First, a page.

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July 13, 2004

Contact: Ian Michaels (718) 595-6600

New York City Acquires 187 Acres In East Fishkill

Commissioner Christopher O. Ward of the New York City Department of Environmental Protection (DEP) announced today that as part of its continuing watershed protection program the DEP has acquired a 187-acre property on Leetown Road in the Town of East Fishkill, Dutchess County. The acquisition, which was finalized in late-June, will help to protect the drainage area of the West Branch Reservoir, an important component of the City’s Catskill/Delaware water supply system.

Since 1997, throughout its watershed east and west of the Hudson River the City has secured over 59,000 acres in both land purchases and conservation easements. This includes 918 acres in Dutchess and 7,103 acres in Putnam County to protect the West Branch and Boyd’s Corners Reservoirs, and an additional 1,521 acres in Westchester County to protect the Kensico and Croton Reservoirs. Much of this property has been opened for recreation for holders of free DEP Public Access Permits.

“Land acquisition allows the City to forever protect valuable watershed property from development and pollution,” said Commissioner Ward. “The response from landowners to the Program has been remarkable. To date, over 680 willing sellers throughout the watershed have agreed to accept the City’s fair-market-value purchase offers, either selling land outright or granting conservation easements. We will continue to identify strategic properties through this successful program through at least 2006.”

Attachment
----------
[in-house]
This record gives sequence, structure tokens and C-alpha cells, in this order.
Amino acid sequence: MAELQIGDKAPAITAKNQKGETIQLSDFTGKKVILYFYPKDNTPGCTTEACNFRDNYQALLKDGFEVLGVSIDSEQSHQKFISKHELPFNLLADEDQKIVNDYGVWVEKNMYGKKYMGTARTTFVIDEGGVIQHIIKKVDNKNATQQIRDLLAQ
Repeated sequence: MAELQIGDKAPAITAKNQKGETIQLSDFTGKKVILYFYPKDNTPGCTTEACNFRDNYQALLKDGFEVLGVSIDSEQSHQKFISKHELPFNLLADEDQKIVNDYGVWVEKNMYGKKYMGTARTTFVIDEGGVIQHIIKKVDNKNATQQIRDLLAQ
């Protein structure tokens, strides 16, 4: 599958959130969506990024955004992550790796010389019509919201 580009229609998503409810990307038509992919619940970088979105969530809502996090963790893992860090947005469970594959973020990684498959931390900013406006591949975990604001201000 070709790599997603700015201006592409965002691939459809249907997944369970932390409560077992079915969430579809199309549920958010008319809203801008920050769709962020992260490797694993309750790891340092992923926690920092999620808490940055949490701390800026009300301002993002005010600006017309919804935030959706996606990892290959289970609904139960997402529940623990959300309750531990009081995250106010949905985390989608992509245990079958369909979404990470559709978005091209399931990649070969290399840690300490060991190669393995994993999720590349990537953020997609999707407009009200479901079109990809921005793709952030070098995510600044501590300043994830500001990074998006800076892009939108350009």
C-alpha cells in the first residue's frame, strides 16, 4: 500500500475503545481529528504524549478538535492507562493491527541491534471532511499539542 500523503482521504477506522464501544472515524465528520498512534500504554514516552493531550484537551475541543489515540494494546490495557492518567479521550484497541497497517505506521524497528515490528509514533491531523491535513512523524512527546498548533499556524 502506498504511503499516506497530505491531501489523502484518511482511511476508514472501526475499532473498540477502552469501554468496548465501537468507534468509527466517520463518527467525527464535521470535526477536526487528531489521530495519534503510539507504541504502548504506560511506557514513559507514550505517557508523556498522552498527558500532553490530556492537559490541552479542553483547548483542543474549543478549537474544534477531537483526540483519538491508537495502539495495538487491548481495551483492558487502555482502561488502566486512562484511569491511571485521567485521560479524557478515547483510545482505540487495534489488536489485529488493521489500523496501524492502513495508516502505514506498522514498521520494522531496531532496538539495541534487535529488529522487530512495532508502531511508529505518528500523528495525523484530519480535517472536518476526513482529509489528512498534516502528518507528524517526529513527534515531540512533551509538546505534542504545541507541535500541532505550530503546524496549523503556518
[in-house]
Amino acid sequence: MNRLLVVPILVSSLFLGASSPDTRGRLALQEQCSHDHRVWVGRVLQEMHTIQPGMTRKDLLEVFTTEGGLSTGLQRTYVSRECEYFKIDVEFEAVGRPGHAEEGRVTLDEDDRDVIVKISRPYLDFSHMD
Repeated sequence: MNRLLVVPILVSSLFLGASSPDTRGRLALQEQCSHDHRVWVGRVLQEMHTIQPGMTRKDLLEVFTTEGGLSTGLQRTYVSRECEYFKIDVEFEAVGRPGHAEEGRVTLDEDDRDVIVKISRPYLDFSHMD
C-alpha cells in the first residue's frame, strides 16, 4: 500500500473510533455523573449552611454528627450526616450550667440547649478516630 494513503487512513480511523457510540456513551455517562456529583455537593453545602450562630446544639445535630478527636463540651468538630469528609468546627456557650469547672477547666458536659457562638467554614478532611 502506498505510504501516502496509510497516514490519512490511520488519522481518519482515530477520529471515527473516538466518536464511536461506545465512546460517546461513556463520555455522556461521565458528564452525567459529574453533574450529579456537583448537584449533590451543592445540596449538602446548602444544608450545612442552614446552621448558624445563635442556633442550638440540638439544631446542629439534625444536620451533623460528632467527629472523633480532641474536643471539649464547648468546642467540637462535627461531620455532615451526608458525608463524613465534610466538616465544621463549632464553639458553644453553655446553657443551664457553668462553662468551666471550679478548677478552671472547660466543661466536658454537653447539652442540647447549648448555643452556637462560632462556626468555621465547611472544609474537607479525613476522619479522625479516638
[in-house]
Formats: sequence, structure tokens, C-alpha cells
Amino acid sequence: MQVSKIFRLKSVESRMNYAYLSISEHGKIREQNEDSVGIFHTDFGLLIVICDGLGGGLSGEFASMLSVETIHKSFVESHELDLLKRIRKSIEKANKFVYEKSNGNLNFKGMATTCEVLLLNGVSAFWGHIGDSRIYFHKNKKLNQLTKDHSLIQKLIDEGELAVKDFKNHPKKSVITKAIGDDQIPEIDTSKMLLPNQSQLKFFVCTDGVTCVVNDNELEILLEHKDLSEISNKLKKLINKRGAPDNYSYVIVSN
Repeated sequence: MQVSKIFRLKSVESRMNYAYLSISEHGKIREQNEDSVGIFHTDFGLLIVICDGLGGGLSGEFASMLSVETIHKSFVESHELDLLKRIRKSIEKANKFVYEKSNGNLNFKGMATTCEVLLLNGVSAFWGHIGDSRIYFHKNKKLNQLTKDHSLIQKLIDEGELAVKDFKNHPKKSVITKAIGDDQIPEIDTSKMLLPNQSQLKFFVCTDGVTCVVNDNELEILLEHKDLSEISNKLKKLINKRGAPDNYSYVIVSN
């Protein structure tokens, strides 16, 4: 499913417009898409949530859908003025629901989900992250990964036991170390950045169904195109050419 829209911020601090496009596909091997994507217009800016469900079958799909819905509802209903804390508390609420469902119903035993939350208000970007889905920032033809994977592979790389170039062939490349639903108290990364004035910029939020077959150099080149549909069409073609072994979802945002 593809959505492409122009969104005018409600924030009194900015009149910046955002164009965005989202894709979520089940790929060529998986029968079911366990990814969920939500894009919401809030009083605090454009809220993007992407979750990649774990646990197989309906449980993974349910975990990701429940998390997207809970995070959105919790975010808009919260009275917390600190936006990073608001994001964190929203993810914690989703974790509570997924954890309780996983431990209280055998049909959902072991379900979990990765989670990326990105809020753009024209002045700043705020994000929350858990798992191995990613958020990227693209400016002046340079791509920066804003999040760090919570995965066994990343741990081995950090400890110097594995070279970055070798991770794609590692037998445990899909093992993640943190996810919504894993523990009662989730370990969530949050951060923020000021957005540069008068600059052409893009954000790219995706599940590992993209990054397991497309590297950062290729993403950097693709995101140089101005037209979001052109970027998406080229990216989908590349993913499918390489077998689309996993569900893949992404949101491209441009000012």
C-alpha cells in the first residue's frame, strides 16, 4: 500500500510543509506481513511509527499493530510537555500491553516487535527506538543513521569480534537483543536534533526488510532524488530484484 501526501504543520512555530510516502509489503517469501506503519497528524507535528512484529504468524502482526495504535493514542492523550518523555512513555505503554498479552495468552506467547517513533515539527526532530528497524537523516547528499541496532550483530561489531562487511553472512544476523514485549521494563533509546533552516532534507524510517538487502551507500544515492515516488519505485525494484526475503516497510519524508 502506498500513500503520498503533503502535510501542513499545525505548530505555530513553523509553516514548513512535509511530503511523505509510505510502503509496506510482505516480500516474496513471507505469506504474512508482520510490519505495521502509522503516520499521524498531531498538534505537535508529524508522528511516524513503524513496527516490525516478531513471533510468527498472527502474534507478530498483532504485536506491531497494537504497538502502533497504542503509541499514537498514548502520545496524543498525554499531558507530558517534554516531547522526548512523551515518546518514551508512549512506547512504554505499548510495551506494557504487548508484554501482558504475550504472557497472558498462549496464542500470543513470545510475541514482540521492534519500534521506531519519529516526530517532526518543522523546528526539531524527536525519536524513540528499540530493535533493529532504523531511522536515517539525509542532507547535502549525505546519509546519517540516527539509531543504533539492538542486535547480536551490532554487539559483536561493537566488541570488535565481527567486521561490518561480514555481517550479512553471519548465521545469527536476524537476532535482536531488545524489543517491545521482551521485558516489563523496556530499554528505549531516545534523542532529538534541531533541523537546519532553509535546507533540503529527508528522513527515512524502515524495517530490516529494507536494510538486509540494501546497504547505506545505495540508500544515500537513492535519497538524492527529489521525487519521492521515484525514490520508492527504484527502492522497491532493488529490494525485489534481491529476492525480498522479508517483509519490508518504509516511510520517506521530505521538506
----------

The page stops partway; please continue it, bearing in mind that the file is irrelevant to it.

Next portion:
The 59,000 acres of land and easements acquired or under contract throughout the watershed (in Westchester, Putnam, Dutchess, and five counties west of the Hudson River) include about 8,000 acres of farm easements that are being acquired by the Watershed Agricultural Council. The City’s acquisitions in the Croton system (primarily in Yorktown, in the New Croton Reservoir Basin), along with several purchases by New York State for protection of the City’s watershed, total about 1,350 acres.

The Land Acquisition Program acquires land or conservation easements at fair market value from willing sellers only, and pays property taxes in proportion to the property rights acquired. Landowners are therefore paid upfront for development rights, and are relieved of significant property tax burdens in perpetuity. Landowners can generally continue to harvest timber from the land under management plans approved by the DEP. Under this arrangement, the DEP effectively pays good land stewards to continue to care for their land, protect their views from development, and enjoy passive recreational opportunities. For more information about selling land or easements, landowners can contact the DEP’s Land Acquisition Program at (800) 575-LAND.

The City has opened over 43,000 acres of its watershed land to public recreation, including over 27,000 acres of the land acquired under the Land Acquisition Program. The DEP has issued over 67,000 public access permits and over 6,300 hunting tags to people wanting to use City watershed property for recreation. There were also almost 10,000 boat tags issued in 2003 for people to use boats on City reservoirs.

Last year the DEP paid over $83 million in property taxes to watershed communities.


More Information

NYC Department of Environmental Protection
Public Affairs

59-17 Junction Boulevard
19th Floor
Flushing, NY 11373

(718) 595-6600